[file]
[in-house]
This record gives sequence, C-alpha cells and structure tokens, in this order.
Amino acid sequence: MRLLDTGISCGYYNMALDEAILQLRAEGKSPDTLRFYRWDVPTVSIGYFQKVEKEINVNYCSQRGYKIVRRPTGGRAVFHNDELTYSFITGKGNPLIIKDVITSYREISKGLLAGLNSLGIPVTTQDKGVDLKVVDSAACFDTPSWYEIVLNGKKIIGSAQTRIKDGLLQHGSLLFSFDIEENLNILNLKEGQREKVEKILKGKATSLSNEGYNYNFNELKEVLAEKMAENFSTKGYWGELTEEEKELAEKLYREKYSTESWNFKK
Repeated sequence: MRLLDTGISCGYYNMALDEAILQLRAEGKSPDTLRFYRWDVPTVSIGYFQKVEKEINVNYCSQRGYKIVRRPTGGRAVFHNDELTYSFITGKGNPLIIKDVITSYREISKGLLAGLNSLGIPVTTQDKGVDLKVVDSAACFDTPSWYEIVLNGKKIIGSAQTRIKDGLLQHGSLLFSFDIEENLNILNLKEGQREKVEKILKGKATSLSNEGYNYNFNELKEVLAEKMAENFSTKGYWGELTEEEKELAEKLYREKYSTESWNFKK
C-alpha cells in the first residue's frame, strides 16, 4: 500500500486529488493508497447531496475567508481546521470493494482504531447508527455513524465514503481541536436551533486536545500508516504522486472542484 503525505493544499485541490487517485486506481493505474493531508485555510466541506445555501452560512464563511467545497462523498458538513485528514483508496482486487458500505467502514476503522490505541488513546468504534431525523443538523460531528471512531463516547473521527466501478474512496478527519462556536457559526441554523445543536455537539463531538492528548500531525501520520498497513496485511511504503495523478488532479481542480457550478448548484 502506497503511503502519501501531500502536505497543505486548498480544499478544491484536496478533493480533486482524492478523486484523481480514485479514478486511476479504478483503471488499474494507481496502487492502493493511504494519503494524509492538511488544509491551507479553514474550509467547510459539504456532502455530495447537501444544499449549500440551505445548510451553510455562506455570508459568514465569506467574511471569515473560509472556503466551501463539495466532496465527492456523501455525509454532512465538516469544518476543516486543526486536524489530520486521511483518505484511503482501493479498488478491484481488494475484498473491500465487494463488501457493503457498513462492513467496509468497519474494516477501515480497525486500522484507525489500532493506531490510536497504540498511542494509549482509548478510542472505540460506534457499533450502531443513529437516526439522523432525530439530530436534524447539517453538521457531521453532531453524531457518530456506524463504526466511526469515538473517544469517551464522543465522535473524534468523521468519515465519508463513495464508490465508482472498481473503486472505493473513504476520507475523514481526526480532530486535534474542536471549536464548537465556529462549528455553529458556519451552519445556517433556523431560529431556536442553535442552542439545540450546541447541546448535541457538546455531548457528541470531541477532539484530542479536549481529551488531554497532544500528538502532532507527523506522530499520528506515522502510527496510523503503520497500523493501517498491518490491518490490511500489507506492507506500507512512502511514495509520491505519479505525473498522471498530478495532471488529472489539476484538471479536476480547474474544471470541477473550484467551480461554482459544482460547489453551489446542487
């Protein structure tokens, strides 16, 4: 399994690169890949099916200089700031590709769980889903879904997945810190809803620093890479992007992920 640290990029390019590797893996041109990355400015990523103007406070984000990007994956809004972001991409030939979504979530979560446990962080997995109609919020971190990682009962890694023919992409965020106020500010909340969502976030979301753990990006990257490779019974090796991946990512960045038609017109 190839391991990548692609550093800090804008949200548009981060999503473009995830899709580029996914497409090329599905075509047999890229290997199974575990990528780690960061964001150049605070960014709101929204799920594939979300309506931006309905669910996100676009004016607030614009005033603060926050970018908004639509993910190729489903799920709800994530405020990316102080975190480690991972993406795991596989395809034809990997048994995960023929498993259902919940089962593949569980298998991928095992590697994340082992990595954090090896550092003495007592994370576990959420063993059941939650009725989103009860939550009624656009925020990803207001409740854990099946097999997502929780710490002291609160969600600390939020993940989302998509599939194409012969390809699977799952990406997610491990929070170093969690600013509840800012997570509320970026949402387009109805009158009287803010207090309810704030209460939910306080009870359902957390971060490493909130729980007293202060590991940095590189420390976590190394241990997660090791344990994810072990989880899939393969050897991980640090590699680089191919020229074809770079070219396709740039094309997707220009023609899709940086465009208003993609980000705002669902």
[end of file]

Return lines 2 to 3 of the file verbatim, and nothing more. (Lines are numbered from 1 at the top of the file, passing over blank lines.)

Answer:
This record gives sequence, C-alpha cells and structure tokens, in this order.
Amino acid sequence: MRLLDTGISCGYYNMALDEAILQLRAEGKSPDTLRFYRWDVPTVSIGYFQKVEKEINVNYCSQRGYKIVRRPTGGRAVFHNDELTYSFITGKGNPLIIKDVITSYREISKGLLAGLNSLGIPVTTQDKGVDLKVVDSAACFDTPSWYEIVLNGKKIIGSAQTRIKDGLLQHGSLLFSFDIEENLNILNLKEGQREKVEKILKGKATSLSNEGYNYNFNELKEVLAEKMAENFSTKGYWGELTEEEKELAEKLYREKYSTESWNFKK